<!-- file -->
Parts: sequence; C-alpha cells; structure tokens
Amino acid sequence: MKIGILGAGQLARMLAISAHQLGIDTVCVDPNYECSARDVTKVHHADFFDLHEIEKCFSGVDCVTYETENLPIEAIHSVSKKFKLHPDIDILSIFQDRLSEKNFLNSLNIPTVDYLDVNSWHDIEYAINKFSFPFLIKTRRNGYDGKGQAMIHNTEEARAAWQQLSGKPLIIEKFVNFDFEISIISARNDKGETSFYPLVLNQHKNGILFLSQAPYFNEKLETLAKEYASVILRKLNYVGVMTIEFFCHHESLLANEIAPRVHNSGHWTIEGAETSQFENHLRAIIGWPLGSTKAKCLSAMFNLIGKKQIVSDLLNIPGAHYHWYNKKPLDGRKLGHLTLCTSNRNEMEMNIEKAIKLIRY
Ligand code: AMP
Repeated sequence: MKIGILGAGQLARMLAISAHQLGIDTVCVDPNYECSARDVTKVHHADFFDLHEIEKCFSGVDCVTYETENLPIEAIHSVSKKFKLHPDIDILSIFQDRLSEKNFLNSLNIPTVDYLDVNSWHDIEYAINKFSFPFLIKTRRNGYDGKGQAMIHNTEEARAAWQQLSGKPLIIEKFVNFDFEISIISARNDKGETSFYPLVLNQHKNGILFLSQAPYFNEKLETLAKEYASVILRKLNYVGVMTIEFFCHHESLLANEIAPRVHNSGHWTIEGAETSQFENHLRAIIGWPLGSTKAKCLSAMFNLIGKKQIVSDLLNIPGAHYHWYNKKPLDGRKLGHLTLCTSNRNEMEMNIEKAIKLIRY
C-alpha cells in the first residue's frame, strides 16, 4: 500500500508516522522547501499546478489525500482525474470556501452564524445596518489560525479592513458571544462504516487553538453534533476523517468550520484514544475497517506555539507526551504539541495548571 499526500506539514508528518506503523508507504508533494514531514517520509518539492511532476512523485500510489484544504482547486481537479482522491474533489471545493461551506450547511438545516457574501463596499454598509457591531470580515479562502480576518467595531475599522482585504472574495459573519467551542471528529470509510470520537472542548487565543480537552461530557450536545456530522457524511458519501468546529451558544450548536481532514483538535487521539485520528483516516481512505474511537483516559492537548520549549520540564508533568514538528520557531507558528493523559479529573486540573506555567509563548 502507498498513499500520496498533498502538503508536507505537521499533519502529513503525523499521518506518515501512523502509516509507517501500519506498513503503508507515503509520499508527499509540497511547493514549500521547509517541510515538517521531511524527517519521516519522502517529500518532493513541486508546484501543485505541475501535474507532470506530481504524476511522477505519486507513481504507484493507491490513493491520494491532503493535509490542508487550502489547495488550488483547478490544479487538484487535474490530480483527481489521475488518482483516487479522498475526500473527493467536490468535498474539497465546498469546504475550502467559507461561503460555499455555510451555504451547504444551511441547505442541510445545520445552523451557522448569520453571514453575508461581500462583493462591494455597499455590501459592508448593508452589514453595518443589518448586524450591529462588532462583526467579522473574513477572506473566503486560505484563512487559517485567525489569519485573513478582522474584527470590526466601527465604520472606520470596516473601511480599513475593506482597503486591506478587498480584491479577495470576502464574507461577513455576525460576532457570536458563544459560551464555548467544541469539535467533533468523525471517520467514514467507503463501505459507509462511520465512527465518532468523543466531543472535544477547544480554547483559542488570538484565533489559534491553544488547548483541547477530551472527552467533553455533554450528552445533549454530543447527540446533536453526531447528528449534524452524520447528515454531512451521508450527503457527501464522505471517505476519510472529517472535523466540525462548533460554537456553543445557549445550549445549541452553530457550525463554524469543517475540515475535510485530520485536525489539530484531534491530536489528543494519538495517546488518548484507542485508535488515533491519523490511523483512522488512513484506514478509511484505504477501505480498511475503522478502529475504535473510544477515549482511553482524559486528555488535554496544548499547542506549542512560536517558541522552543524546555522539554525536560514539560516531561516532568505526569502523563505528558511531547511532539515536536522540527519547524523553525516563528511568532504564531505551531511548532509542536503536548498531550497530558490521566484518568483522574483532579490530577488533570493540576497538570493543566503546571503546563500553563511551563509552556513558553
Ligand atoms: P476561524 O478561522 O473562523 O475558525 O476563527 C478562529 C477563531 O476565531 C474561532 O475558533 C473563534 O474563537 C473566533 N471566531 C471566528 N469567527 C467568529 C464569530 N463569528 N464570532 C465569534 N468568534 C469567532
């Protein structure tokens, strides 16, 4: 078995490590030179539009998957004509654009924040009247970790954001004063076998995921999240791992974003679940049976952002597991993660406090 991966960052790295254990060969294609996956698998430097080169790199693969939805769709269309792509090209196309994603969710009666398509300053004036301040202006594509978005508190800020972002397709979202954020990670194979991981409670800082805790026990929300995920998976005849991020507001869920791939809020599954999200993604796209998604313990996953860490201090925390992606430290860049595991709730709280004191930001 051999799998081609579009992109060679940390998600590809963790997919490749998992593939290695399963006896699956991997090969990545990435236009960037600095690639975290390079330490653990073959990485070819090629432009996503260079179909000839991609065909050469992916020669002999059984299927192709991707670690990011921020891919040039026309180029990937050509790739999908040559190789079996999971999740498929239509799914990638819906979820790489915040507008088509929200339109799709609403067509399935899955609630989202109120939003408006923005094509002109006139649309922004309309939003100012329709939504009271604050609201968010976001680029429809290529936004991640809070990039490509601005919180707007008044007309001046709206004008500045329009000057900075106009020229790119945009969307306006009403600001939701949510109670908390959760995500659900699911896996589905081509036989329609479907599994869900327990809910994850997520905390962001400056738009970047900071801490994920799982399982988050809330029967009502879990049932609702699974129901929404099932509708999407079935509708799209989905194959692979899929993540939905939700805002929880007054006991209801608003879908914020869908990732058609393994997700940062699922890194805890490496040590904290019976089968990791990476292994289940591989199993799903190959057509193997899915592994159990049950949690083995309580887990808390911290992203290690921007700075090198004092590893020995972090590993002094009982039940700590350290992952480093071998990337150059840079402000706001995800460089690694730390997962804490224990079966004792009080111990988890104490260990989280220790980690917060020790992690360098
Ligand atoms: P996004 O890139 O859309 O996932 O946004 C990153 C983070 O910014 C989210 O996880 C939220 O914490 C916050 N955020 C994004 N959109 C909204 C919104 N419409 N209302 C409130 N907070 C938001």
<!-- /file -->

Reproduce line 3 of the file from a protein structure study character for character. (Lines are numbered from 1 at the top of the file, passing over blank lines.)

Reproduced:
Ligand code: AMP